Lorne B. Warneke, ’63 BSc(HonsCert), ’67 MD
Lorne Warneke is not only a psychiatrist, but also a clinician, teacher and advocate for the rights of LGBTQ individuals. His life has been devoted to promoting the well-being of others. In 1984, he convinced Alberta Health to pay for gender reassignment surgeries. He was one of many who lobbied the provincial government to change Alberta human rights legislation to include sexual orientation as a protected area. In 1996, Warneke opened a gender clinic in the outpatient department of psychiatry at the Grey Nuns Hospital. He has promoted the teaching of human sexuality, including gender issues and identity, to medical undergraduates in the psychiatric residency program at the U of A, and as part of the Human Sexuality Course at Grant MacEwan University. In 2010, he successfully lobbied to have Alberta Motor Vehicles legislation changed to give transgendered individuals the right to change the gender marker on their driver’s licences. In 2015, he was part of a group that lobbied to have the regulations changed to allow transgender people to change the gender marker on their birth certificates without the need to have surgery beforehand. Warneke is also recognized internationally for his work on the treatment of obsessive compulsive disorder and has published papers in this area. He has fought tirelessly against the stigma associated with mental illness and is a champion for gender rights.
William Patton, ’86 BMedSc, ’88 MD
When William Patton looks at the word “doctor,” he sees its Latin root: docére, which means to teach. Patton works and teaches at the University of Alberta Hospital on the Acute Care Emergency Surgery Service and is an associate clinical professor of surgery. He also has experience saving lives in war zones, having enrolled in the Canadian Armed Forces in 2000, and currently holds the rank of Lieutenant-Colonel. He completed a tour of the Golan Heights with UN peacekeeping forces in 2004, then deployed to Afghanistan in 2008 as the officer commanding the NATO Role 3 Multinational Medical Unit at Kandahar. In his time there, his NATO combat hospital was the busiest trauma centre in the world and had the highest survival rate ever recorded for victims of war. Despite teaching and running a busy civilian practice, Patton is an active reservist, who has provided aid in Haiti, in southern Alberta during the 2013 floods and in Canada’s High Arctic. He received the John McRae Memorial Medal from the Canadian Medical Association in 2016 for exemplary service.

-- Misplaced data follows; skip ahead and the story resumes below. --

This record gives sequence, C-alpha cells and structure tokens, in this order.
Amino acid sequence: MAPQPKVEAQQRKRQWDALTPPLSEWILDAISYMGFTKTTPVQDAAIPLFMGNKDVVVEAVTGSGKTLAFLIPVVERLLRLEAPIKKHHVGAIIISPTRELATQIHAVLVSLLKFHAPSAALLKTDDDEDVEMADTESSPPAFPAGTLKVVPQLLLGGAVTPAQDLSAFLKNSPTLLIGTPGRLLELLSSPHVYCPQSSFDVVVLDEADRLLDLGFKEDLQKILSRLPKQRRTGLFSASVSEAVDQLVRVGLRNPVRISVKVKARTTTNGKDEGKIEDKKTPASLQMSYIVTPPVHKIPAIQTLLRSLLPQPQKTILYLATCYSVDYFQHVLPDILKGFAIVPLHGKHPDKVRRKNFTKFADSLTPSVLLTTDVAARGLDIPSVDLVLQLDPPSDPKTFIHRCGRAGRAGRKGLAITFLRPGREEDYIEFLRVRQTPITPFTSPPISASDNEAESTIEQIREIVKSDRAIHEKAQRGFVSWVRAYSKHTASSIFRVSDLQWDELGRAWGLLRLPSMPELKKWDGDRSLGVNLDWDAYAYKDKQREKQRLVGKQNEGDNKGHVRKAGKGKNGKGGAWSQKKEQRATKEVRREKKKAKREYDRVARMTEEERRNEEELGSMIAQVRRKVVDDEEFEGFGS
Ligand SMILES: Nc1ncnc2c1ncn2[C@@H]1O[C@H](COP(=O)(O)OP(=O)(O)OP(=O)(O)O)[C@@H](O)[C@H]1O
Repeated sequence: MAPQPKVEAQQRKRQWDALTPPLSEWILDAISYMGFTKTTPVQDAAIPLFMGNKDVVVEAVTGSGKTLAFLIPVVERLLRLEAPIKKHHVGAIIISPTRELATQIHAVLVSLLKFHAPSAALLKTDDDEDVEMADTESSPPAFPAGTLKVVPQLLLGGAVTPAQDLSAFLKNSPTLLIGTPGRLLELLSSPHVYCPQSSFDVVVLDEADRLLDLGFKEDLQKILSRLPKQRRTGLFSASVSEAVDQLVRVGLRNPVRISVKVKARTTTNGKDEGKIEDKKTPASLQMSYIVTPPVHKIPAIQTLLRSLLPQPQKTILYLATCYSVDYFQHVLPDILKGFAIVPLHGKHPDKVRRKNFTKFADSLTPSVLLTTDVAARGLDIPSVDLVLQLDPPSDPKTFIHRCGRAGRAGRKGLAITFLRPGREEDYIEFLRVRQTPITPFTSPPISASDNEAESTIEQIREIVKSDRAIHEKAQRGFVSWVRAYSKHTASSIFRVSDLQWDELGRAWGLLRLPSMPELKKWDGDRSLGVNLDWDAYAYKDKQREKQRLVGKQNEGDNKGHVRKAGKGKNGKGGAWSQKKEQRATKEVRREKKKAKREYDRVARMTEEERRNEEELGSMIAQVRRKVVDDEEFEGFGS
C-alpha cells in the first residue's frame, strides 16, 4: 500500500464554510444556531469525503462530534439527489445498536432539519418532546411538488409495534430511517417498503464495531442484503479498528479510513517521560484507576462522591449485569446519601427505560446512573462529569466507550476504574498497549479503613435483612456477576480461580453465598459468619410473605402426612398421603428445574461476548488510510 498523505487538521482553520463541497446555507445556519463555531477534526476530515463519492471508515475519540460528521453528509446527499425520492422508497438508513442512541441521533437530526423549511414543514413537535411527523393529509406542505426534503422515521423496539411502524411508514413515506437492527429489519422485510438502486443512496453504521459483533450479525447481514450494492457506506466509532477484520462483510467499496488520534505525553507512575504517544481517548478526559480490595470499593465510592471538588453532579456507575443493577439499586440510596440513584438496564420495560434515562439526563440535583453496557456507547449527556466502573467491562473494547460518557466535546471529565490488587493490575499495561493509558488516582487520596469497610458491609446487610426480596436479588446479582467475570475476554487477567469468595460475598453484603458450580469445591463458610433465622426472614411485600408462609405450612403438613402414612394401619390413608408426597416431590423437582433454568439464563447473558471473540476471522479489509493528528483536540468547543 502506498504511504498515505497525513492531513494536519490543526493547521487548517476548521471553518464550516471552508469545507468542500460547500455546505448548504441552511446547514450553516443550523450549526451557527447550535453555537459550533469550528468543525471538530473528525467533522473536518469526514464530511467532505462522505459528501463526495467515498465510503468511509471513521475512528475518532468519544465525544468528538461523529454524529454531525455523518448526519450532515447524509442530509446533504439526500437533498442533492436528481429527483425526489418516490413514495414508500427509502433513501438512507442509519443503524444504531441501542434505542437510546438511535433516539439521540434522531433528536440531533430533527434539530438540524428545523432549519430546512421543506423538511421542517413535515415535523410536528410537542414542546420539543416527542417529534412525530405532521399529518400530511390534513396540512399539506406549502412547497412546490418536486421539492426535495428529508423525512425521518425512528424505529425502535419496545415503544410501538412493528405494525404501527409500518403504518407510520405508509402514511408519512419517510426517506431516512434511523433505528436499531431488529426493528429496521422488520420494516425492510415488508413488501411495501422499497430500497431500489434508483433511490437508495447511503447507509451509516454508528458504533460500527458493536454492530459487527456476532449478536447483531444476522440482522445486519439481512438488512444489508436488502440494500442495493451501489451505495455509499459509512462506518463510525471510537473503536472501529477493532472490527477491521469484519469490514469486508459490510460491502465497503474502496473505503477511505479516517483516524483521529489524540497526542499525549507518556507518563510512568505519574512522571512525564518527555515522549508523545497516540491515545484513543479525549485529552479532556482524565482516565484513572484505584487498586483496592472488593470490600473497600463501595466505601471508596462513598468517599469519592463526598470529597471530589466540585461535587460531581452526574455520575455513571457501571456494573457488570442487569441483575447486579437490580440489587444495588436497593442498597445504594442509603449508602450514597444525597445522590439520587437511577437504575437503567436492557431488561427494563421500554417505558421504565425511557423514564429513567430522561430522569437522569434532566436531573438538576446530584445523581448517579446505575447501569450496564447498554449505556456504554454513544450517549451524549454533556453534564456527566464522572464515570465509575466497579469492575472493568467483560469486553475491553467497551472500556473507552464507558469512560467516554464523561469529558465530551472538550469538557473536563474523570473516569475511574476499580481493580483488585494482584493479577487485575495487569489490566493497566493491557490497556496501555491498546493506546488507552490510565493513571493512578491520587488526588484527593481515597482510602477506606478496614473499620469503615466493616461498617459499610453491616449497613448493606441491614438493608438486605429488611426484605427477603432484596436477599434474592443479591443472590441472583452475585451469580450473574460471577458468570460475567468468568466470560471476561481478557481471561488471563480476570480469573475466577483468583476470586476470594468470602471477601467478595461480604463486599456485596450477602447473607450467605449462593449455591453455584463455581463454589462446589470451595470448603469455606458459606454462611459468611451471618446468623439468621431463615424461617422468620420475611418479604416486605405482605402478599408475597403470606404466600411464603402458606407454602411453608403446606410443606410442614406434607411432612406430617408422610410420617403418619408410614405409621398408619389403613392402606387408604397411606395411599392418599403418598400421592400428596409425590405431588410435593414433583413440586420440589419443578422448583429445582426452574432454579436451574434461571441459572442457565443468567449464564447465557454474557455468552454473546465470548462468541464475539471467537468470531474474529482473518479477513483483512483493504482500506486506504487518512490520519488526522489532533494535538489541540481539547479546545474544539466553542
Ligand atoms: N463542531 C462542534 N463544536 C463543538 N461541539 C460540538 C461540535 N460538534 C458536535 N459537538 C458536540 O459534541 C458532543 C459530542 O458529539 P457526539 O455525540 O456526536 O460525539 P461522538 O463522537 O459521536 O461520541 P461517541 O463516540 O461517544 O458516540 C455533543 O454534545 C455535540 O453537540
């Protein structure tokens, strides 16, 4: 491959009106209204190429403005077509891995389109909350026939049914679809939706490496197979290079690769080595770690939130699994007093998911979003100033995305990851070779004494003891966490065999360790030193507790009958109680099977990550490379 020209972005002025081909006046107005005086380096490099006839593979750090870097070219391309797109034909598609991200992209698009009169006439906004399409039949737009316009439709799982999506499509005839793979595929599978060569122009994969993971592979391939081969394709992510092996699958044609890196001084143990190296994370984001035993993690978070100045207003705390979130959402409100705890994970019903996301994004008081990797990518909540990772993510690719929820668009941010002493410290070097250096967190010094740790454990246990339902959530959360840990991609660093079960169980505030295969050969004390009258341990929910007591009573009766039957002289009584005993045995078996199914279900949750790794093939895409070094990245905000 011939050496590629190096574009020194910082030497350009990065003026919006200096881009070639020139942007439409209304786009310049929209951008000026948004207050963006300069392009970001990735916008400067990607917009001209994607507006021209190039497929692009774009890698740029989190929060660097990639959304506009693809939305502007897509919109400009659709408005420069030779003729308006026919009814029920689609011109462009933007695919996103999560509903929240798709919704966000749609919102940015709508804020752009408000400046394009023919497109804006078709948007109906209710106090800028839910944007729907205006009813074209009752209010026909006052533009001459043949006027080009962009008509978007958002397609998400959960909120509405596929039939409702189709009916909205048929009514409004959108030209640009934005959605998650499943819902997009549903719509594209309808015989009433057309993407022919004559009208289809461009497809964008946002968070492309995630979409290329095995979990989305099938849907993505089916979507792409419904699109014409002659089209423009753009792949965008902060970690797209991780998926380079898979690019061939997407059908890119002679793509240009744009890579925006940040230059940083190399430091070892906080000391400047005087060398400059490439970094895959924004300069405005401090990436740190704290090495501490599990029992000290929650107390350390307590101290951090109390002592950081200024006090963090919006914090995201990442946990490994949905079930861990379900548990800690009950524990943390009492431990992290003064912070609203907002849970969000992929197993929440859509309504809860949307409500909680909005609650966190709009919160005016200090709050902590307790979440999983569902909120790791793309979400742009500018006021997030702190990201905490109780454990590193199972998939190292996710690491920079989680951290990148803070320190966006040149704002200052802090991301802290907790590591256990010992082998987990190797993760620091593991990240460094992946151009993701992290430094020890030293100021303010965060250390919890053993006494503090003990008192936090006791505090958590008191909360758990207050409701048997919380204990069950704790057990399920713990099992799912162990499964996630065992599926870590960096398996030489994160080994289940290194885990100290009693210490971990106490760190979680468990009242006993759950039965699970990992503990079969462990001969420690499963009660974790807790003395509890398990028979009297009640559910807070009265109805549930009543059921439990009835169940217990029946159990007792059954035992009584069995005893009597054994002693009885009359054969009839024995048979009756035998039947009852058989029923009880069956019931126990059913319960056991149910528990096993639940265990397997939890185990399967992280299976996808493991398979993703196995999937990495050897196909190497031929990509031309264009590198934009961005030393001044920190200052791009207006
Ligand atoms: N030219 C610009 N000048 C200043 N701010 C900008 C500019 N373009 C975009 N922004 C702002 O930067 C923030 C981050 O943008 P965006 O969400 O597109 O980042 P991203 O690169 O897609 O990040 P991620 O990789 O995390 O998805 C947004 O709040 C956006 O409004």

Nicole Cardinal, ’12 MD
Nicole Cardinal goes beyond her clinical role as a doctor at the Saddle Lake Health and Wellness Centre to improve the physical and emotional health of her community. Cardinal buys and delivers fresh food to community members through her Health Food Box program. She also presents on health and prevention, and at community diabetes conferences. She accomplishes all this while working as a visiting doctor in rural Alberta communities. Cardinal further contributes to Indigenous health by working with Alberta Health Services through its Indigenous Health Strategic Clinical Network. One of Cardinal’s newest ideas could offer medical students a rare opportunity to experience rural living conditions while learning how to provide health care to Indigenous peoples. She is working to create an elective for first- and second-year medical students that would have them work at the Saddle Lake health clinic for month-long intensives. The initiative would not only help the community and students, but would also align with the Truth and Reconciliation Commission’s calls to action for improved medical education in Canada.
David D. Otto, ’86 BMedSc, ’88 MD
David Otto grew up playing hockey in Edmonton during the 1980s, and, like many kids, he imagined playing for the Edmonton Oilers. It was his gift in the operating room, however, that landed him in the National Hockey League. He was a member of the Golden Bears hockey team from 1983-88, which won conference championships in 1984 and 1985 and a national championship in 1986. Otto also took home a bronze medal while representing Canada at the 1987 World University Games in Czechoslovakia. He is ranked in the top 20 in Golden Bears program history in games played, assists and points. Otto is one of the most renowned orthopedic surgeons in Canada, a position that landed him a spot as part of the Edmonton Oilers medical team. He is also surgical director at the University of Alberta Glen Sather Sports Medicine Clinic and associate clinical professor in the Division of Orthopedic Surgery.